Mystic Manor exits through a gift shop, and what a gift shop it is. I don’t often go crazy for Disney merchandise (I’m not sure I purchased any merchandise last year in the US parks), but I love some good attraction-specific merch. Mystic Manor has this in spades. That shop had more Mystic Manor merchandise than I’ve ever seen for any attraction, anywhere. Rivaled only by Splash Mountain, Expedition Everest, and Tower of Terror, to my knowledge. I was about to start going nuts in there before Sarah reminded me that we should do Mystic Manor a few times before the crowds got worse.

We did Mystic Manor a couple more times, seeing new details each time. One of the great advantages of the trackless ride system is that there’s the potential for it to be a slightly different ride experience depending upon which ride vehicle you’re in. The vehicles enter and exit the show scenes at different times, and in one case, take different paths. This adds re-rideability, and is really a smart move. It seems like there’s a bit of a trend towards ‘varied’ experiences like this, with Star Tours: the Adventures Continue probably being the best example.

At this point, we didn’t really take the time to explore the rest of Mystic Point, so I’ll come back to it later for my impressions of the mini-land as a whole. After a couple more times on Mystic Manor, we decided to see some of the rest of the park. Crazy idea, I know. We headed to Grizzly Gulch, where the wait for Big Grizzly Mountain Runaway Mine Cars was only 5 minutes. After seeing the trains fly around the track, Sarah decided to sit this one out. Although she’s fine on all of the Magic Kingdom coasters, Expedition Everest makes her nauseous. (more…)

Hong Kong Disneyland Trip Report – Part 1

In our “Grand Circle Tour” of the Disney theme parks, Hong Kong Disneyland was the last to cross off the list. Originally, we were just going to wait and visit it when Shanghai Disneyland opened. After all, both are in China, so it seemed easy enough to do it that way. We hadn’t exactly heard incredible things about Hong Kong Disneyland (far from it, actually), so we weren’t really in a hurry to visit.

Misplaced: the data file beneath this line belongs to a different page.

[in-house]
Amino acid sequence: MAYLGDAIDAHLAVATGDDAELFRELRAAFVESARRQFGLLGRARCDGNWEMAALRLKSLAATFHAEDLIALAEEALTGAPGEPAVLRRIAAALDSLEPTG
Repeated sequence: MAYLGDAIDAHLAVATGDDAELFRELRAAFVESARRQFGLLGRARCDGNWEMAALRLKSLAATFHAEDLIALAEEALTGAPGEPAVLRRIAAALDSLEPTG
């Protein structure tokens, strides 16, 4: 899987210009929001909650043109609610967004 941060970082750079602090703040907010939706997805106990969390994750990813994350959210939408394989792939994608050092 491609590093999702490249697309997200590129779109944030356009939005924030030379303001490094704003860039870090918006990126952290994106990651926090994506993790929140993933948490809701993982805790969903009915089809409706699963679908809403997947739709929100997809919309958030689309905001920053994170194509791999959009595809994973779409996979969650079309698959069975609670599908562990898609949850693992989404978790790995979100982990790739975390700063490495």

Two new lands, Grizzly Gulch and Mystic Point, changed that. These new lands piqued our interest, and it seemed possible that Hong Kong Disneyland might be a park with at least some substantive merit. Still, we have to admit that flying to Hong Kong solely to visit Hong Kong Disneyland was not even in the realm of possibility for us. Even with the new lands, it was still mostly just a place to visit someday to “cross off the list.” What really changed things, though, was learning that we could fly via United to Tokyo with a stopover in Hong Kong for essentially no added cost (we cover how to do this in this blog post). At this point, the only “cost” became time, and since we had already been to Tokyo, we were okay with sacrificing half the trip for some time in Hong Kong.

We ended up spending 5 days in China: 2 in Hong Kong, 1 in Macau, and 2 in Hong Kong Disneyland. We definitely could have used some more time in Hong Kong itself, but two days in Hong Kong Disneyland was about perfect, we felt. Our mischief in Hong Kong and Macau is beyond the scope of this blog, so we’ll jump right ahead to our voyage to Hong Kong Disneyland…

We made our way to Hong Kong Disneyland after taking the TurboJet (it’s actually a boat…false advertising, right?!) back from Macau. The TurboJet “landed” in downtown Hong Kong, and from there we made our way via public transportation on the MTR to Hong Kong Disneyland. Of the places we’ve visited, Hong Kong has the best public transportation. It’s clean and efficient like Tokyo’s, but unlike Tokyo, it is not ridiculously complicated and confusing.

Perhaps we’re biased because we’re Disney fans, but the best rail line in Hong Kong is the Disneyland Resort Line, which is the MTR train that runs from the Sunny Bay station directly to Hong Kong Disneyland. While Paris, Tokyo, and Hong Kong have all had rail lines built to them, Hong Kong is the only place where it feels like this is an organic part of the master plan. Tokyo and Paris feel more coincidental, as the growth of the Val d’Europe and Maihama areas after Disney came to town might have necessitated rail lines to their respective Disney resorts (I know this isn’t actually the case–but it’s how it feels).

With that, we were at Hong Kong Disneyland… (more…)